As he thought back on things later, Joe wished he’d refused the request. Maybe if he had, he wouldn’t have found himself bleeding from a serious leg wound and a fugitive from the law. Instead, he did what his father had raised him to do and he helped the local sheriff.
The two men scoured the area that Joe had pointed out. The pool of dried blood was all too clear to both of them. Joe had already handed the sheriff the gun he found along with the dead body and it seemed they had done all they could. Suddenly Joe caught a glimpse of something and he reached for it. A woman’s lacey embroidered handkerchief had no business being there in the long grass.
“Hey, take a look at this will ya?”
The sheriff turned as Joe handed him the piece of cloth and he barely held a frown in check as he ran a finger over the embroidered “L” on one corner.
“Well, maybe that helps narrow things a bit. I guess this woman’s name begins with an L.”
“First name. Last name. It’s gotta be hers. I can’t see why it’d be out here otherwise.”
The sheriff shrugged as he climbed back into the saddle and Joe stayed silent as he watched the man’s reaction. They were a good way down the road before he tried again.
“You got anybody in mind?”
“The name. Starting with L. Any ideas?”
Gideon shrugged again and stared off ahead of him as if deep in thought.
It was a quiet trip back into town and Joe wasn’t surprised when the man cut him loose as they arrived at the edge of town. He was surprised the sheriff didn’t head straight for his office and turned up a side street instead.
It was all he could do not to push his horse into a gallop from the minute he’d seen the incriminating piece of cloth, but Gideon nudged his horse into a canter as soon as he was sure Cartwright was out of sight. He pulled up in front of his home and ran for the front door, barely managing to tie his horse off to the hitching rail.
Joe was beginning to feel the weight of the day as he pulled up in front of the livery. He’d teased Hoss about taking his time, but he wished he could just get on the road and be in Warbonnet already.
A young Mexican lad walked out of the livery as he was about to call out and he began to ingratiate himself with the new customer.
“Buenos dias, senor! What a magnificent animal you have there. It would be an honour to have such a magnificent one in my humble stable.”
“And how much will this great honour be costing me?”
The boy clutched his hat to his chest and grinned as he bowed. “For you, senor … just a dollar a day! And that includes feed too!”
Joe was tugging at the gloves on his hands as he watched the performance.
“I’ll make it a dollar and a half, if you will do something for me.”
“Put your hat back on your head, stand up straight and stop with the silly theatrics.”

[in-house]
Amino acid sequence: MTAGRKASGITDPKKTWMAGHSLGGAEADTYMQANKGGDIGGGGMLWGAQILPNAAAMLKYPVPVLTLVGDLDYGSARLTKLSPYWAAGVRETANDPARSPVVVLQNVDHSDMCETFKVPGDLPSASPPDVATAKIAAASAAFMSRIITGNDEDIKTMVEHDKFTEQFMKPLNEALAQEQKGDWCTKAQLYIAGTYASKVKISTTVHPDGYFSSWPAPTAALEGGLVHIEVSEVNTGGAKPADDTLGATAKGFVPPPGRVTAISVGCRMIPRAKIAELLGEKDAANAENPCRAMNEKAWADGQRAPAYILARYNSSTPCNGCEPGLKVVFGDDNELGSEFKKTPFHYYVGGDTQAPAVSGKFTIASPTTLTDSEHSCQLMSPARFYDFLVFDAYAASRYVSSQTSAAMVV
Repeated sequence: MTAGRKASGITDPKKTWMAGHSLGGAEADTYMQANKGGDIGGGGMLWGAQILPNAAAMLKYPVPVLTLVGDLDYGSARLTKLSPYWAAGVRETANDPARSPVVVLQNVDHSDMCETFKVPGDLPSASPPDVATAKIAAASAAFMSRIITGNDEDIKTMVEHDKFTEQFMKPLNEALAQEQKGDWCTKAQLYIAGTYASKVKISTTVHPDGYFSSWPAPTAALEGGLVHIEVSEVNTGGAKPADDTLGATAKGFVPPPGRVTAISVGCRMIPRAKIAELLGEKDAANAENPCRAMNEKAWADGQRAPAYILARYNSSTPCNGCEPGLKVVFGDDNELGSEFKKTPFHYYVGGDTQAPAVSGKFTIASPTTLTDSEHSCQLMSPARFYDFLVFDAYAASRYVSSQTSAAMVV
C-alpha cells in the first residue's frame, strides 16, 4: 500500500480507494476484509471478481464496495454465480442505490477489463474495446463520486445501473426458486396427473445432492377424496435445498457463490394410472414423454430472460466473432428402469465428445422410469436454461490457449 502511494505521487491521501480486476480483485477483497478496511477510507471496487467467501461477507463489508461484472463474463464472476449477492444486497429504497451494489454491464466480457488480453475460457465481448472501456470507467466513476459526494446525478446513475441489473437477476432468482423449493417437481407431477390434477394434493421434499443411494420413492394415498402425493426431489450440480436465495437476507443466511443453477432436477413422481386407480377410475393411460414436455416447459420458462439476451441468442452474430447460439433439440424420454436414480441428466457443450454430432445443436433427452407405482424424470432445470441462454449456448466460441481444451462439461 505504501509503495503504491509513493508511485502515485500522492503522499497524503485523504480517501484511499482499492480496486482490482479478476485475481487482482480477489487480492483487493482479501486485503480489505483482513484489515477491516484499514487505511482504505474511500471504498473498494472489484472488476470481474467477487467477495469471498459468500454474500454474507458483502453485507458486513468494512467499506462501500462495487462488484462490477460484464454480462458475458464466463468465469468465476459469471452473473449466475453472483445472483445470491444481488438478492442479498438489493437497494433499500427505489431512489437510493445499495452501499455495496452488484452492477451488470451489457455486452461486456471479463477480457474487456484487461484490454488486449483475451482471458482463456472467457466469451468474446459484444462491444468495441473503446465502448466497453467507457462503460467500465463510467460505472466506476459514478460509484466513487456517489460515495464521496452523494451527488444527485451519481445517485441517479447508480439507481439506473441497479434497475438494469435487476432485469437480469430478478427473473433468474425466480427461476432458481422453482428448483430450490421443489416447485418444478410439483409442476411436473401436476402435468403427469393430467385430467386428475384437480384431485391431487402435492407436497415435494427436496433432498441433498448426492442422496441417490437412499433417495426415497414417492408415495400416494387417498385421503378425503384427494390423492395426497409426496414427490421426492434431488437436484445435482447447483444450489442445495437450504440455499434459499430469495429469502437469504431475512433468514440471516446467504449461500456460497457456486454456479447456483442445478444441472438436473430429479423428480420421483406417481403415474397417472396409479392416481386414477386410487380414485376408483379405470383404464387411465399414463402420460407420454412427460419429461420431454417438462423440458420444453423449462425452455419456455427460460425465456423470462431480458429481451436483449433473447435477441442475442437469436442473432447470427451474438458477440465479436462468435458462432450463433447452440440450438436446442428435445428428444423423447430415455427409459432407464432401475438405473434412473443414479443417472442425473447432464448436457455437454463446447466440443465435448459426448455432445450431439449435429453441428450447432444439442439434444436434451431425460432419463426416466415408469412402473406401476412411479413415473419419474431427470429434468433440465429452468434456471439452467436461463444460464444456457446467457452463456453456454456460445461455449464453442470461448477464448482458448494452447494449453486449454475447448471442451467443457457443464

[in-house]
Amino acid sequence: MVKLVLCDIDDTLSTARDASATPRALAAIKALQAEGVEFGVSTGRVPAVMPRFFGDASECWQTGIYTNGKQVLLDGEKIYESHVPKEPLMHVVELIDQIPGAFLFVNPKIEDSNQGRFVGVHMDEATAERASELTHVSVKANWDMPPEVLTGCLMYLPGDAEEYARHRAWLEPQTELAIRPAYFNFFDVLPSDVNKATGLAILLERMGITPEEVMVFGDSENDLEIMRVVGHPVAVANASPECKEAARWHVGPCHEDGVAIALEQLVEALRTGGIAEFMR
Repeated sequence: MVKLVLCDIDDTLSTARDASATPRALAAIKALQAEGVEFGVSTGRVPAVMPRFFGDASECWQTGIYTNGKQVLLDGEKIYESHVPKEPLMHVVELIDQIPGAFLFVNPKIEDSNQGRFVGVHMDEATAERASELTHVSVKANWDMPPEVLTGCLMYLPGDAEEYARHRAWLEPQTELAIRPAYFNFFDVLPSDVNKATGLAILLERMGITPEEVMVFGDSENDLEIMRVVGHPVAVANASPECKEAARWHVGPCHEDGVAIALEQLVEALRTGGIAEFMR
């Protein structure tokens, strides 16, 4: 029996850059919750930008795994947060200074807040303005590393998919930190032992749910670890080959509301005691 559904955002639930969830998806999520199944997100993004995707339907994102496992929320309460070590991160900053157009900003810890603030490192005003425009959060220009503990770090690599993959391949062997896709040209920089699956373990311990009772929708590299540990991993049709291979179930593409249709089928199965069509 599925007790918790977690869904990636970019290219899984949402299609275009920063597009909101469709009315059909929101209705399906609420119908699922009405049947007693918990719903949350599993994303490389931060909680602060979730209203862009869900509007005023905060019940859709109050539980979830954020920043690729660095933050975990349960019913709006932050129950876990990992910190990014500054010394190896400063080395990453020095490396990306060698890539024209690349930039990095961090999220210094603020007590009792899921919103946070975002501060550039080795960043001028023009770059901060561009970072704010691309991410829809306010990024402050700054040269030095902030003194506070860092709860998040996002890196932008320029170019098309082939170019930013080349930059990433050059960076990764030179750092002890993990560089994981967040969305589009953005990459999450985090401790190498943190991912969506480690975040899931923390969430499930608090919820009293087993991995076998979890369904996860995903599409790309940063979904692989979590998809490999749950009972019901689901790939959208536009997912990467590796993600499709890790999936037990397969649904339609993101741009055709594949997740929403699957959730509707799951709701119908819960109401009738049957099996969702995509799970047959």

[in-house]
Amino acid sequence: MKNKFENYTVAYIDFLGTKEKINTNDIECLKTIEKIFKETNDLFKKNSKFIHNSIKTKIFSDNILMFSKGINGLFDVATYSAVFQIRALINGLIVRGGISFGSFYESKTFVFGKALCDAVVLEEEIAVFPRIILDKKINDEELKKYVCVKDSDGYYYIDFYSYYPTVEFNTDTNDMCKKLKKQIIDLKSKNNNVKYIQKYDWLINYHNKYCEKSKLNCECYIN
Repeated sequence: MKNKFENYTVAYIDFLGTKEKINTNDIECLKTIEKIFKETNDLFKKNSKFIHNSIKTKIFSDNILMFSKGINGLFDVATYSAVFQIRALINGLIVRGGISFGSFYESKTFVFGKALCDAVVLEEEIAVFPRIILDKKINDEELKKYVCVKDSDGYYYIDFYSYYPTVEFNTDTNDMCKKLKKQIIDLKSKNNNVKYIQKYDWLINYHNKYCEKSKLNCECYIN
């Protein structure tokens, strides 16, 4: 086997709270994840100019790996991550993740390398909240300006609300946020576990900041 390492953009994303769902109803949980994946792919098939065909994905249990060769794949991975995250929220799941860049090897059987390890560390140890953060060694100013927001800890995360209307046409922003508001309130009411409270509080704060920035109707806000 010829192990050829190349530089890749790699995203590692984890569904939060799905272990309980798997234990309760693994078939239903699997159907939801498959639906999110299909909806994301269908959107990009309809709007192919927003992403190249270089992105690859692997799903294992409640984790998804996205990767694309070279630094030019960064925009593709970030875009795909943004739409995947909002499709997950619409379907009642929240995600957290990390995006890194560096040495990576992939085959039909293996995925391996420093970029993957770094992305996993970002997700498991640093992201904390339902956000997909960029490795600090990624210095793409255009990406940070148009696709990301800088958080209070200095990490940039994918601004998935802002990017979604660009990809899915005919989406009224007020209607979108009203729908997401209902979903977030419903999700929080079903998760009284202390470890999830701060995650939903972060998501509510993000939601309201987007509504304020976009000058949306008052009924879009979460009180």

For a moment, the young man stared at him, but Joe just smiled back at him. Finally he grinned back at the stranger as he replaced his hat on his head.
“Better. Now, where’s the telegraph office?”
“That way, just around the corner.”
Joe nodded as he clapped the boy on the shoulder. “Thanks.”
Luis watched the stranger leave before tugging on the horse’s reins. It truly was a magnificent animal with its distinctive pinto colouring, but still that wasn’t what made him straighten his shoulders. He was used to being looked down upon by the locals, no matter what El Jefe said. It was unusual for anybody to treat him with such respect, especially without wanting anything in return. He glanced again at the beautiful horse and noted the brand on its rump. It wasn’t one he recognised and figured the stranger must come from some way away, as he knew all the brands for miles around.
Gideon sat on the lounge beside his wife and listened as she hesitantly filled him in on what had happened hours earlier. Fear clutched at his chest as he realised each word she spoke dug a bigger hole for the both of them.
Harry Loomis was supposed to be long dead, not newly dead with a bullet hole in his chest. His wife had been widowed years before he met her and her no-account husband was a memory best left in the past. Except he wasn’t dead and he wasn’t content to stay in the past.
“I truly thought he was dead. I could never have done this to you on purpose. I love you!”
“I know that.”
Lydia grasped at her husband’s hand, fearful he would see something in her actions that would cause him to leave the room, or the house or even to go so far as to have her convicted of murder.
“He tried to force me into the wagon and said he was taking me back with him. I couldn’t go anywhere with him! Not again.”
Tears trailed down her cheeks as Gideon stroked them away. He knew all he ever wanted to know about Harry Loomis. The man had thought his wife was his property and he had beaten her into submission any time she dared speak her mind. Of course, Lydia had barely been eighteen when her father had made the “good” match and she had suffered through three miserable years until one day the man had been shot and killed in a card game gone wrong. At least that was the story that filtered back to his widow and she had been only too pleased to accept it as truth. He had no idea where the man had really been holed up, but prison would be his best guess.
“We’ll think of something. Don’t worry.”